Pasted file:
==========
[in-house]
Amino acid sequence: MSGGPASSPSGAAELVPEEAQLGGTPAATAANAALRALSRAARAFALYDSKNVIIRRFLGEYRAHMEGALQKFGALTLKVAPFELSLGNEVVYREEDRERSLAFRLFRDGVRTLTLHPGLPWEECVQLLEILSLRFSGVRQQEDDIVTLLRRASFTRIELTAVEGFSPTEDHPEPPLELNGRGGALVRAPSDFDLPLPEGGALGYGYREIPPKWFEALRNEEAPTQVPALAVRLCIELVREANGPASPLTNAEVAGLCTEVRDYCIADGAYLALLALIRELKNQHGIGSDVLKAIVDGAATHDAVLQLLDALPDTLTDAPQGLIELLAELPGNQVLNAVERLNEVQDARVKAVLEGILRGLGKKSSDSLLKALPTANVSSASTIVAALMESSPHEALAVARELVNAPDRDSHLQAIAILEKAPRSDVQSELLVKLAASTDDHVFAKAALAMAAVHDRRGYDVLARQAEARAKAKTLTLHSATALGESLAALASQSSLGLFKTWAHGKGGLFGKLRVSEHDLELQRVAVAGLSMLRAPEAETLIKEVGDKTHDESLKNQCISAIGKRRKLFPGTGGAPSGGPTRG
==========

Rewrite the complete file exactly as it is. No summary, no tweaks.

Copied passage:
[in-house]
Amino acid sequence: MSGGPASSPSGAAELVPEEAQLGGTPAATAANAALRALSRAARAFALYDSKNVIIRRFLGEYRAHMEGALQKFGALTLKVAPFELSLGNEVVYREEDRERSLAFRLFRDGVRTLTLHPGLPWEECVQLLEILSLRFSGVRQQEDDIVTLLRRASFTRIELTAVEGFSPTEDHPEPPLELNGRGGALVRAPSDFDLPLPEGGALGYGYREIPPKWFEALRNEEAPTQVPALAVRLCIELVREANGPASPLTNAEVAGLCTEVRDYCIADGAYLALLALIRELKNQHGIGSDVLKAIVDGAATHDAVLQLLDALPDTLTDAPQGLIELLAELPGNQVLNAVERLNEVQDARVKAVLEGILRGLGKKSSDSLLKALPTANVSSASTIVAALMESSPHEALAVARELVNAPDRDSHLQAIAILEKAPRSDVQSELLVKLAASTDDHVFAKAALAMAAVHDRRGYDVLARQAEARAKAKTLTLHSATALGESLAALASQSSLGLFKTWAHGKGGLFGKLRVSEHDLELQRVAVAGLSMLRAPEAETLIKEVGDKTHDESLKNQCISAIGKRRKLFPGTGGAPSGGPTRG